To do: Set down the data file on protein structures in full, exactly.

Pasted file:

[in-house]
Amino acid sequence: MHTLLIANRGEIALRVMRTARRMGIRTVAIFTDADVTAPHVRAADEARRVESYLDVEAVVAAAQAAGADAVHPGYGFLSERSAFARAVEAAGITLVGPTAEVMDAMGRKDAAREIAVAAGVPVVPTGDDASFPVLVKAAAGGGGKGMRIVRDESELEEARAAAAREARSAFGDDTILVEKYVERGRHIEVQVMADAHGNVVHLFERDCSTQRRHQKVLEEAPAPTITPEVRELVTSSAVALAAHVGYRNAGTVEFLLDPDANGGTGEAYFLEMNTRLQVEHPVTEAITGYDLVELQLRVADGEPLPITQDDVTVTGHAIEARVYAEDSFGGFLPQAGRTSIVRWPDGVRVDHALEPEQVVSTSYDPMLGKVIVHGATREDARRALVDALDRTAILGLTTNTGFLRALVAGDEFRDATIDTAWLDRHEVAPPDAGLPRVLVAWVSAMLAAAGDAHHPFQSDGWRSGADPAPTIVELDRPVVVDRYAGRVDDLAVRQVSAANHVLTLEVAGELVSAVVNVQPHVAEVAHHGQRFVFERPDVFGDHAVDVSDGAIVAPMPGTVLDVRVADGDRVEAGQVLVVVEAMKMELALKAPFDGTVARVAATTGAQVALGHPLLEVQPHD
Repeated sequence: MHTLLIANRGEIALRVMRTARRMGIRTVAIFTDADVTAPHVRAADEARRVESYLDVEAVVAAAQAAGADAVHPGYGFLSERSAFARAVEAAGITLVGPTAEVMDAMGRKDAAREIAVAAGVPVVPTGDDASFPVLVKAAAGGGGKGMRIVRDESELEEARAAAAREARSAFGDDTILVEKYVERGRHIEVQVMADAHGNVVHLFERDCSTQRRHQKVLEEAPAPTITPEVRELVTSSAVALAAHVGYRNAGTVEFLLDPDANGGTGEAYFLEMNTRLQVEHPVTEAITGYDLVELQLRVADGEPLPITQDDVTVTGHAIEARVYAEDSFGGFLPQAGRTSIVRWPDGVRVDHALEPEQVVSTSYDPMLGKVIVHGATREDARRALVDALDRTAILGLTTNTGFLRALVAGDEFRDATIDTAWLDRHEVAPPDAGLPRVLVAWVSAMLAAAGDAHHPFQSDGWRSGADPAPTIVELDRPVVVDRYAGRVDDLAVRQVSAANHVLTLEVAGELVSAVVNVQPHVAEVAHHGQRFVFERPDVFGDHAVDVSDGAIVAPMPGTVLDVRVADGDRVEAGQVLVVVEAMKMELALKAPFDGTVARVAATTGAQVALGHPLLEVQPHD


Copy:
[in-house]
Amino acid sequence: MHTLLIANRGEIALRVMRTARRMGIRTVAIFTDADVTAPHVRAADEARRVESYLDVEAVVAAAQAAGADAVHPGYGFLSERSAFARAVEAAGITLVGPTAEVMDAMGRKDAAREIAVAAGVPVVPTGDDASFPVLVKAAAGGGGKGMRIVRDESELEEARAAAAREARSAFGDDTILVEKYVERGRHIEVQVMADAHGNVVHLFERDCSTQRRHQKVLEEAPAPTITPEVRELVTSSAVALAAHVGYRNAGTVEFLLDPDANGGTGEAYFLEMNTRLQVEHPVTEAITGYDLVELQLRVADGEPLPITQDDVTVTGHAIEARVYAEDSFGGFLPQAGRTSIVRWPDGVRVDHALEPEQVVSTSYDPMLGKVIVHGATREDARRALVDALDRTAILGLTTNTGFLRALVAGDEFRDATIDTAWLDRHEVAPPDAGLPRVLVAWVSAMLAAAGDAHHPFQSDGWRSGADPAPTIVELDRPVVVDRYAGRVDDLAVRQVSAANHVLTLEVAGELVSAVVNVQPHVAEVAHHGQRFVFERPDVFGDHAVDVSDGAIVAPMPGTVLDVRVADGDRVEAGQVLVVVEAMKMELALKAPFDGTVARVAATTGAQVALGHPLLEVQPHD
Repeated sequence: MHTLLIANRGEIALRVMRTARRMGIRTVAIFTDADVTAPHVRAADEARRVESYLDVEAVVAAAQAAGADAVHPGYGFLSERSAFARAVEAAGITLVGPTAEVMDAMGRKDAAREIAVAAGVPVVPTGDDASFPVLVKAAAGGGGKGMRIVRDESELEEARAAAAREARSAFGDDTILVEKYVERGRHIEVQVMADAHGNVVHLFERDCSTQRRHQKVLEEAPAPTITPEVRELVTSSAVALAAHVGYRNAGTVEFLLDPDANGGTGEAYFLEMNTRLQVEHPVTEAITGYDLVELQLRVADGEPLPITQDDVTVTGHAIEARVYAEDSFGGFLPQAGRTSIVRWPDGVRVDHALEPEQVVSTSYDPMLGKVIVHGATREDARRALVDALDRTAILGLTTNTGFLRALVAGDEFRDATIDTAWLDRHEVAPPDAGLPRVLVAWVSAMLAAAGDAHHPFQSDGWRSGADPAPTIVELDRPVVVDRYAGRVDDLAVRQVSAANHVLTLEVAGELVSAVVNVQPHVAEVAHHGQRFVFERPDVFGDHAVDVSDGAIVAPMPGTVLDVRVADGDRVEAGQVLVVVEAMKMELALKAPFDGTVARVAATTGAQVALGHPLLEVQPHD